Achilles Tendon Rupture
The rupture of the Achilles tendon is usually the result of an acute injury and is one of the most frequent sports injuries. However, it is quite possible that preexisting degenerative changes reduced the resilience of the tendon, e.g. in diabetics or after cortisone injections into the tendon. Patients report a whip-like sound, which is sometimes even heard by accompanying persons. Often, patients are convinced to have been kicked by someone. Typically, the tear is located 2-6 cm above the heel (Fig. 1). Because of the poor circulation in this area, the tendon is particularly susceptible to an injury.
In the area of the tear, bruising and swelling quickly develop. A dent can occasionally be felt. After the tear, the foot can usually only be moved downwards or only with severe pain at the heel and/or in the calf. Walking is usually difficult, or with a clear limp.
The diagnosis can usually be identified by questioning and a clinical examination. Further diagnostics can be useful in unclear cases. An MRI (see Fig. 2) or an ultrasound examination show the extent and the exact location of the injury.
A) Non Surgical
Not all ruptured Achilles tendons need to be operated on. In certain situations, when the ends are nicely together and the initial tension was good, the tendons can heal while immobilized in a VACOped (Fig. 4.) or a cast with a wedge. In particular, if the risk of surgery is increased for other reasons, it may make sense to choose this treatment. This eliminates the complications that can arise during an operation. However, the risk of a new tear is greater than with surgical treatment, so generally we recommend surgical treatment.
To restore the correct length and the function of the tendon, we prefer surgical reconstruction. The torn tendons are stitched together using a special suturing technique (Fig. 3 left). If the tear emerged due to extensive degeneration, depending on the situation, the tendon defect must be bridged with a tendon extension above the tear or even with a so-called tendon transfer (reinforcement with an additional tendon, Fig. 3 right). Various surgical techniques are used here. The follow-up treatment must therefore be individually tailored. However, immobilization in a VACOped (Fig. 4) for several weeks is necessary in all cases.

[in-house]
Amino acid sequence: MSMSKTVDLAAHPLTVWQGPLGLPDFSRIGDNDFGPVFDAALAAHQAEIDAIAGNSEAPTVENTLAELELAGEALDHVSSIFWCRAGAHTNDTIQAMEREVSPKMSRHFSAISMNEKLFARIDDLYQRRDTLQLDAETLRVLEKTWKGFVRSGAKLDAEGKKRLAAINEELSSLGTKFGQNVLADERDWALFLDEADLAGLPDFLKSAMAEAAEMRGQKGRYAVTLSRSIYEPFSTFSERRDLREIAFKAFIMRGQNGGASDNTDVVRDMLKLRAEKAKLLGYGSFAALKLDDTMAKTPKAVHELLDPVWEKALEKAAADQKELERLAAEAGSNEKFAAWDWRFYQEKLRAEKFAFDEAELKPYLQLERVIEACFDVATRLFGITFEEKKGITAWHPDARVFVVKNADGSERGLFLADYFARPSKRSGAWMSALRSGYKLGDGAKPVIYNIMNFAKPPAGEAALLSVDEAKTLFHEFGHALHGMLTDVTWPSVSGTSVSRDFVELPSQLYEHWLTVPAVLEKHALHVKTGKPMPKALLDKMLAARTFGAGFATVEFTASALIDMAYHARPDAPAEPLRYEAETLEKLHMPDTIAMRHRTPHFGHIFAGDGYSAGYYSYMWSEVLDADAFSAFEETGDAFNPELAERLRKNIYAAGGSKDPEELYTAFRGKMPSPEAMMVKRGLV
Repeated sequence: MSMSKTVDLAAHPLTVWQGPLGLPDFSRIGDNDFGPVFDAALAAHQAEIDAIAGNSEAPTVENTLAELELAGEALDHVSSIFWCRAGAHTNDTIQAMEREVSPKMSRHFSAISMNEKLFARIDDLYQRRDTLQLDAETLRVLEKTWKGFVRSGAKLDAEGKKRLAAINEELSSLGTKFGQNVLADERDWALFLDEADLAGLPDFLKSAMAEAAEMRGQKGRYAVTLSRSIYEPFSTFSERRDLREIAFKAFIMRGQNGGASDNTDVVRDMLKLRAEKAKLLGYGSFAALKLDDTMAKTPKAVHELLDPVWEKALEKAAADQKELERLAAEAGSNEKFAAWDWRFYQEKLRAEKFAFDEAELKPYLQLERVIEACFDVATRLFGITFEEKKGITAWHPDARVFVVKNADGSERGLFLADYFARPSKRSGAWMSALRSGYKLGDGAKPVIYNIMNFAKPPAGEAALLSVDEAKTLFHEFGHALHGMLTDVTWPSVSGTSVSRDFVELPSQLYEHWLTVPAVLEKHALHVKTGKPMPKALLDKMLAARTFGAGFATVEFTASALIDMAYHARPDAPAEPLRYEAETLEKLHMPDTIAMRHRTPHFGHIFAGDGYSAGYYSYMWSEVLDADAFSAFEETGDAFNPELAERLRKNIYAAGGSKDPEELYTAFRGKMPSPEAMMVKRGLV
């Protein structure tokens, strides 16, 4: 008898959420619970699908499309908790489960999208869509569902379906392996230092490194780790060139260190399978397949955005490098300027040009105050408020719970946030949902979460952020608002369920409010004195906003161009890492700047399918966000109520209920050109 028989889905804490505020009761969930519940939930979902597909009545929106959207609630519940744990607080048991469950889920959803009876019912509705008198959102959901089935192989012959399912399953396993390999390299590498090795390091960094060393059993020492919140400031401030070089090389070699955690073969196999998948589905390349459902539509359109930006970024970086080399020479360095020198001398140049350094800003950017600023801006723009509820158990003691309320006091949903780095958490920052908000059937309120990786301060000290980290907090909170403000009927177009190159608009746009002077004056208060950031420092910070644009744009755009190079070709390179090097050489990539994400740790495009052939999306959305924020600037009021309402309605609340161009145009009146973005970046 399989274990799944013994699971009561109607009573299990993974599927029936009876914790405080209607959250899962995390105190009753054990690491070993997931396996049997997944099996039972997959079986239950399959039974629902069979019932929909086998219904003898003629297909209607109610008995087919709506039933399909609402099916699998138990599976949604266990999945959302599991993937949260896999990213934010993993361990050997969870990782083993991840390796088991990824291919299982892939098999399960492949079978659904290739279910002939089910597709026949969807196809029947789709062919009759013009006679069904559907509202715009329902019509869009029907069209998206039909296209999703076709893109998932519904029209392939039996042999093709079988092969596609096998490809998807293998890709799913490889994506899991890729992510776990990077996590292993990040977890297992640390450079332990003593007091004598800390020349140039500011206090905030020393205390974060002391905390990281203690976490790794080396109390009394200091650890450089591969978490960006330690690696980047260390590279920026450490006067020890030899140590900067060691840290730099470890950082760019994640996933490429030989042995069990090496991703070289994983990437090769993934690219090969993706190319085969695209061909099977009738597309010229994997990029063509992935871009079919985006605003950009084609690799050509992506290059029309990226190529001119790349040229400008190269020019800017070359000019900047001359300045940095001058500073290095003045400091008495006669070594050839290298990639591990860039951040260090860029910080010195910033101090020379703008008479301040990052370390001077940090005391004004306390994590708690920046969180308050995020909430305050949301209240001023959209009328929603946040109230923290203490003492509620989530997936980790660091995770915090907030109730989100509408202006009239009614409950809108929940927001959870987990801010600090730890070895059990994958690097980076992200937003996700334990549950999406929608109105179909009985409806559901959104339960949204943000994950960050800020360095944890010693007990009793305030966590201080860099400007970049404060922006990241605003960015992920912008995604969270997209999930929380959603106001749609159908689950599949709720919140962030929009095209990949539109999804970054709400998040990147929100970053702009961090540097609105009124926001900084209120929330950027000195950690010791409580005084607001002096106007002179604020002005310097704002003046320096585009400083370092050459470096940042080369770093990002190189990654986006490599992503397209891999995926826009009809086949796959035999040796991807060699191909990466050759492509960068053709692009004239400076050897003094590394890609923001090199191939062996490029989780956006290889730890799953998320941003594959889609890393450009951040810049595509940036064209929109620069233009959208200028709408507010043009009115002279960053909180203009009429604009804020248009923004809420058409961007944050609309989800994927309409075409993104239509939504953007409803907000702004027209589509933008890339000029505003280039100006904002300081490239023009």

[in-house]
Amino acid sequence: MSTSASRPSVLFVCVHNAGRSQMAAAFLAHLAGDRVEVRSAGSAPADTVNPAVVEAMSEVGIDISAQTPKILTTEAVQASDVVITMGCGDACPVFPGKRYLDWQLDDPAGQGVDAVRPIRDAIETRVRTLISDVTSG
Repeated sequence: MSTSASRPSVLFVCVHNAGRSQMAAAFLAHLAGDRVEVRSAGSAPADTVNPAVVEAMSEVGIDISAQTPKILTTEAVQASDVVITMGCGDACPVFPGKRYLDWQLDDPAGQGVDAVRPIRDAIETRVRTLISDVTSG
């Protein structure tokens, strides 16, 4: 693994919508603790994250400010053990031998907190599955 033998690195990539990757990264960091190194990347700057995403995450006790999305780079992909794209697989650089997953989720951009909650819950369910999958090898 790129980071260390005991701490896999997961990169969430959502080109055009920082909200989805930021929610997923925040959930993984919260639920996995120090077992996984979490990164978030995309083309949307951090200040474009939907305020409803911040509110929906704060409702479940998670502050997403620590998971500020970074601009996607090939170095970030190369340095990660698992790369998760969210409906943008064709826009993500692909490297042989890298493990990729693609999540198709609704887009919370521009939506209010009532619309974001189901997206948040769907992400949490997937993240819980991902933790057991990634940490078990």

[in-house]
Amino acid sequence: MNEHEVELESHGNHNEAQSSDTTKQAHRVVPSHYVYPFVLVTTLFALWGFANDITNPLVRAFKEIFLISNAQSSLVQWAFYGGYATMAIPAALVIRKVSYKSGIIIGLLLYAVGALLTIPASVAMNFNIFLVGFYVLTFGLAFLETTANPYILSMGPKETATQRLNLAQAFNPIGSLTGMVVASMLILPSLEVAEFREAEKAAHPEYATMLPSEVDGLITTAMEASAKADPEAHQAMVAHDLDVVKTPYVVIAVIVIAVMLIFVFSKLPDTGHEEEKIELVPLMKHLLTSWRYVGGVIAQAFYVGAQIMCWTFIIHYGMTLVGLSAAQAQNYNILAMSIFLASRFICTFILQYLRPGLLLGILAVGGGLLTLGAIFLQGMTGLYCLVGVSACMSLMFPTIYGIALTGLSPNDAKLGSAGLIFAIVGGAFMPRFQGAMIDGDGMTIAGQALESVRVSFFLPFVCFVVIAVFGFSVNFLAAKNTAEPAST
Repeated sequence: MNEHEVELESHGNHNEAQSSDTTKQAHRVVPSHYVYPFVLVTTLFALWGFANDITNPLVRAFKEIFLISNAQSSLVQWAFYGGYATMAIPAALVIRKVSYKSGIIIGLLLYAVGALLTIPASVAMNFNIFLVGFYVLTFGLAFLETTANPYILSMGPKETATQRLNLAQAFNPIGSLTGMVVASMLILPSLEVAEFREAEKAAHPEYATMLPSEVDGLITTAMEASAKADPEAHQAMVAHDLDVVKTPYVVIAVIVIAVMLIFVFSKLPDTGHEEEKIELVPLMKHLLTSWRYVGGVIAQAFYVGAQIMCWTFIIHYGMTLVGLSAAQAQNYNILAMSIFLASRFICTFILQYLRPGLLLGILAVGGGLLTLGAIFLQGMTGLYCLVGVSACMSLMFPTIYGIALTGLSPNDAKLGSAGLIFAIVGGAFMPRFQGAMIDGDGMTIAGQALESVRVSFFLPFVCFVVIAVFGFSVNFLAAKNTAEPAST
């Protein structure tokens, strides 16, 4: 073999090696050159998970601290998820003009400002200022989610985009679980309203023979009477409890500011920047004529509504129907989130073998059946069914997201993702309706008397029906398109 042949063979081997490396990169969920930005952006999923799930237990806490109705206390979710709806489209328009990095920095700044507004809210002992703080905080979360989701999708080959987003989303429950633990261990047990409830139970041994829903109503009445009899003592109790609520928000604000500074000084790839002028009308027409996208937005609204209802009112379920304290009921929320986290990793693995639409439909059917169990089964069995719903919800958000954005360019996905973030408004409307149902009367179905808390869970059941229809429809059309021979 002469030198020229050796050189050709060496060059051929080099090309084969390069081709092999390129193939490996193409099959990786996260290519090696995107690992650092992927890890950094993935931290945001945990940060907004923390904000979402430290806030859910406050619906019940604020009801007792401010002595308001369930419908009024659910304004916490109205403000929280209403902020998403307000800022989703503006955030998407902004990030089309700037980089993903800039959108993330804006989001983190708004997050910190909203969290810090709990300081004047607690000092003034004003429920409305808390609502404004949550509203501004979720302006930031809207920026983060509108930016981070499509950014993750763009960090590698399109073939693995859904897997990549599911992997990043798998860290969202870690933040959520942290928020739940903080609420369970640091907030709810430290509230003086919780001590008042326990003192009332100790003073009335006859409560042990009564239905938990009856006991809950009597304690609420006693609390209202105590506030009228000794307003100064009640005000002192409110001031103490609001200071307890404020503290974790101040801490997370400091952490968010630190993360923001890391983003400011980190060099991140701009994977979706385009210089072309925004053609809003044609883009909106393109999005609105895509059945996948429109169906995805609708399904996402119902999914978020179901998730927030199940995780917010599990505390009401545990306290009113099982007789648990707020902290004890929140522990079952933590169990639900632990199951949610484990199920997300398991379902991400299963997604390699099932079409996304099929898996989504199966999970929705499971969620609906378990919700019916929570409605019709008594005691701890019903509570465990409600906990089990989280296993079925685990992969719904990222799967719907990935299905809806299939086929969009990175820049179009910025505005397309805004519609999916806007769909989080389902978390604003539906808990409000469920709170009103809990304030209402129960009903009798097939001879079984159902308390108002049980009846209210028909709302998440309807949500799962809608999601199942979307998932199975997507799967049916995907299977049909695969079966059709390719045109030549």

RISKS AND COMPLICATIONS
Complications and risks can occur during or after the operation, delaying the healing process or requiring another operation. They can never be completely ruled out during operations, even if they are rare for foot operations. In summary, these are:
- Healing disorders
- Vascular injuries, post-operative bleeding, hematoma, blood loss
- Nerve injury
- Thrombosis, embolism
- Residual symptoms
The surgery is only a part of the whole treatment. Follow-up treatment contributes significantly to success. It is important that you know what you should consider and possibly avoid. The functional aftercare begins the day after the operation. The patient will be mobilized again with a special boot (VACOped, Fig. 4). Most of the time, starting from a pointed foot position, the foot position is returned to a normal position over 6 weeks (3 weeks 30° pointed foot, then 3 weeks 15° pointed foot). You may only put partial weight bearing on the foot during these first 6 weeks. After 6 weeks, weight bearing can be increased again and the VACOped can be slowly omitted.
Dressing and Wound Care
During the time in the hospital you will be shown how to care for the wound. As long as the wound is not completely dry (wound secretion/blood), the dressing should be changed every day. Do not apply any ointments or powder directly to the surface of the wound until the stitches have been removed! Disinfection is not necessary. Always remove the entire bandage when changing. The new bandage must be dry and must not slip.
Once the wound is dry, a normal plaster (quick bandage) is sufficient. An elastic bandage can protect and cushion the operated area. This will also reduce the swelling that is still present. If you are not sure whether everything is normal, you can contact your family doctor or contact us directly.